COCA Arts Education: "Inspired ‘Covideo’"
By: Amanda Karioth Thompson
Billy Penn is well known around Killearn Lakes Elementary School as the teacher with the coolest classroom.
Aside from its unique architectural features, it’s bursting with artworks and life-sized caricatures of famous artists. He’s also splashed his creativity onto several of the walls around campus and painted colorful murals for students and staff to enjoy. Penn is deeply connected to the physical space, but since the pandemic shuttered schools, he’s expanded his footprint to the digital realm.
During the two-week transition from in-person to online instruction, Penn developed his own YouTube channel and his “(co)VIDeo” series provides his art students with a sense of continuity. He recorded himself working through a variety of lessons for different grade levels.
Each video showcases Penn’s progress on a new school mural and introduces a different art activity. The videos also include a pro-tip, a bonus points segment, and clever reminders on how to stay safe and help out during the pandemic.
Penn challenged students to apply concepts and techniques they learned about in class. The Florida Highwaymen landscape project is a continuation of a lesson that began before school closed. It’s one of Penn’s favorites “because it always turns out so well.”
He’s especially pleased with its cross-curricular connections. “It deals with a little social studies and history as well as environments unique to Florida which ties into science.” For this watercolor activity, Penn talks about compositional elements like foreground and background and describes the difference between the words transparent, translucent, and opaque.
The (co)VIDeos asked second and third graders to explore Egyptian art while fourth and fifth graders designed a personal seal inspired by the state of Florida’s. Fifth grader Lilhian Wallington’s seal highlights her love of dance and serves as the focal point of her personal flag. Her mom, Heather Marks appreciates Penn’s videos. “It’s been nice for kids to still have art to break up the other curriculum. Lilhian has truly enjoyed the lessons both in and out of the classroom,” she said.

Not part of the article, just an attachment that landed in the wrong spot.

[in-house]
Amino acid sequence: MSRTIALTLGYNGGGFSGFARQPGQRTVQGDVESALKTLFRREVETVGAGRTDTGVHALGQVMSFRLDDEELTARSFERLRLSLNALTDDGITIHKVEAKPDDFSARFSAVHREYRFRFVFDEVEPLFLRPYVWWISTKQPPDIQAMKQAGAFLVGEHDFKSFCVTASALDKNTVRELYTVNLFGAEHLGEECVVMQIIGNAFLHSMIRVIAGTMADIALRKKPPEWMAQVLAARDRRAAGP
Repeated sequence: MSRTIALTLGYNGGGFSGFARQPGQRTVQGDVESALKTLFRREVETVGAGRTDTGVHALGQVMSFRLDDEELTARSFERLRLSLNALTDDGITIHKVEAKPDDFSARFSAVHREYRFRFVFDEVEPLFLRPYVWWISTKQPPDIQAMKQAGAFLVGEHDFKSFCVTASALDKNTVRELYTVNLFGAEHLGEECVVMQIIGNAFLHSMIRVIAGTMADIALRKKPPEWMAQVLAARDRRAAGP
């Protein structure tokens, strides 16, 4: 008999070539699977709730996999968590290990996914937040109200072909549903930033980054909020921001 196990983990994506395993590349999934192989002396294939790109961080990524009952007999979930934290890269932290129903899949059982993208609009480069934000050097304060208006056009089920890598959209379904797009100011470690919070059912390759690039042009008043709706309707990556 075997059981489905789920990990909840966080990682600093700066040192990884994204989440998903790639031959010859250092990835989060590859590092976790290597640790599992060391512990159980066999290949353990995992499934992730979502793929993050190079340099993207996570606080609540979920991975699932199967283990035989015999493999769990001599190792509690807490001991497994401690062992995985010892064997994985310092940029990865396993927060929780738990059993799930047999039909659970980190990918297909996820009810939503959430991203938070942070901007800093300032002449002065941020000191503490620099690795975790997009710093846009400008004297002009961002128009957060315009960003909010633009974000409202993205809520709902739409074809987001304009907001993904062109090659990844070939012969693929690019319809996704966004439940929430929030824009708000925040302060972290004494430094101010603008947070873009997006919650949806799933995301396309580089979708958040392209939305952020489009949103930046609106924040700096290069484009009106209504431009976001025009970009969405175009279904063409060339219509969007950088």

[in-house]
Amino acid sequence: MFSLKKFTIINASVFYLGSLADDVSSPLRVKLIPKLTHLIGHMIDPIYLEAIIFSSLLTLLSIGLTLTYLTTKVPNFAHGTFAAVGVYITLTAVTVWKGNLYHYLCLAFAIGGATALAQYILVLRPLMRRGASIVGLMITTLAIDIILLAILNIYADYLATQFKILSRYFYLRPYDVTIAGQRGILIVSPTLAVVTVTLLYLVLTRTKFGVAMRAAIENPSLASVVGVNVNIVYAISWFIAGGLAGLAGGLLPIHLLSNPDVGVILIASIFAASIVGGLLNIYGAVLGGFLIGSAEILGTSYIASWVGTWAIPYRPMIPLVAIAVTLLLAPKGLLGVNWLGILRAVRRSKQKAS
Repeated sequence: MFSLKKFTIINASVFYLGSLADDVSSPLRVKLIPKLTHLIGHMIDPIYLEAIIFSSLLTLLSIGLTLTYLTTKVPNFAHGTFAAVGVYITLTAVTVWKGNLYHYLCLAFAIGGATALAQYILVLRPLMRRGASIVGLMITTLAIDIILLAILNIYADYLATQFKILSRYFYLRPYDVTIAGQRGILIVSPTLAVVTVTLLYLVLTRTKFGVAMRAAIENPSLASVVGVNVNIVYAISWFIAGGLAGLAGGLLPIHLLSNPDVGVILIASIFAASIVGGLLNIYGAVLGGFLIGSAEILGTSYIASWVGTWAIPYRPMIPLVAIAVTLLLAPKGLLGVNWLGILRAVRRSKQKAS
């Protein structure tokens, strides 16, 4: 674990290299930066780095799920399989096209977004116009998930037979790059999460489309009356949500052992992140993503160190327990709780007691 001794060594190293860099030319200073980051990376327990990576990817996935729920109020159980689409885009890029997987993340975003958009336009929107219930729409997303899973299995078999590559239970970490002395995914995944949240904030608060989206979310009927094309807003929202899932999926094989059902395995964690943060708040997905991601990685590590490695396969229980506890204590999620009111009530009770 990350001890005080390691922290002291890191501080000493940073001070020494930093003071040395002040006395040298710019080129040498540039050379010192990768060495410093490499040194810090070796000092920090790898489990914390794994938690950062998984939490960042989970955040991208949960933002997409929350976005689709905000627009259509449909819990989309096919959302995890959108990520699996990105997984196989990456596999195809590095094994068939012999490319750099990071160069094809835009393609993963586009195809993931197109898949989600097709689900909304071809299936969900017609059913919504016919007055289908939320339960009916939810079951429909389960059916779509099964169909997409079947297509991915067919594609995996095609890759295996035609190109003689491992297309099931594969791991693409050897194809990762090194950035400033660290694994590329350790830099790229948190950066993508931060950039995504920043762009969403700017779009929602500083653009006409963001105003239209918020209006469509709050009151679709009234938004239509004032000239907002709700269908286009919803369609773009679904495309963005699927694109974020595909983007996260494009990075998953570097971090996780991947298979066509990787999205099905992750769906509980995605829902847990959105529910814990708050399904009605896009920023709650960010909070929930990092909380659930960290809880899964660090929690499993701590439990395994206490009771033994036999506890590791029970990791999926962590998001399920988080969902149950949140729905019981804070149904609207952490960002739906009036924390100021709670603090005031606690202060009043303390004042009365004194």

Penn recognized that some students may not have access to the same kind of art supplies they’re used to at school, so he asked them to think about Pablo Picasso. “His style changed more than any other artist’s style changed in his lifetime. He could make artwork out of anything,” explained Penn, encouraging kids to use whatever they had on hand.
Kindergarteners and first graders learned how to create collages in the style of Henri Matisse. Penn reminded them to use “any scrap paper you have, old magazines or grocery labels from your recycle bin. You can cut that up and glue it together.”
Henri Matisse is an especially good artist to study during quarantine because he was often housebound due to ill health. “There’s a picture floating around of Matisse stuck in bed. He’s got a 10-foot pole and he’s drawing on the wall from his bed. He wouldn’t let a silly thing like a quarantine stop him from making art,” Penn said.
Though Penn and his students have adjusted well, he admits it’s been difficult as all teachers have had to gain mastery of unfamiliar technologies and instructional practices. He said the hardest part has been “learning something new on such short notice.” However, he fully embraces the increased freedom. “The artist in me always enjoys a little less structure to my days.”
To see Billy Penn’s “(co)VIDeo” series and try some of the art projects yourself, visit his YouTube channel at https://www.youtube.com/channel/UCConFPR6jL-M96xX7-7AY8A
As part of COCA’s Creativity Persists collection, this article highlights how area arts educators have used distance learning to teach and inspire during the COVID-19 pandemic. Amanda Karioth Thompson is the Assistant Director for the Council on Culture & Arts. COCA is the capital area’s umbrella agency for arts and culture (www.tallahasseearts.org).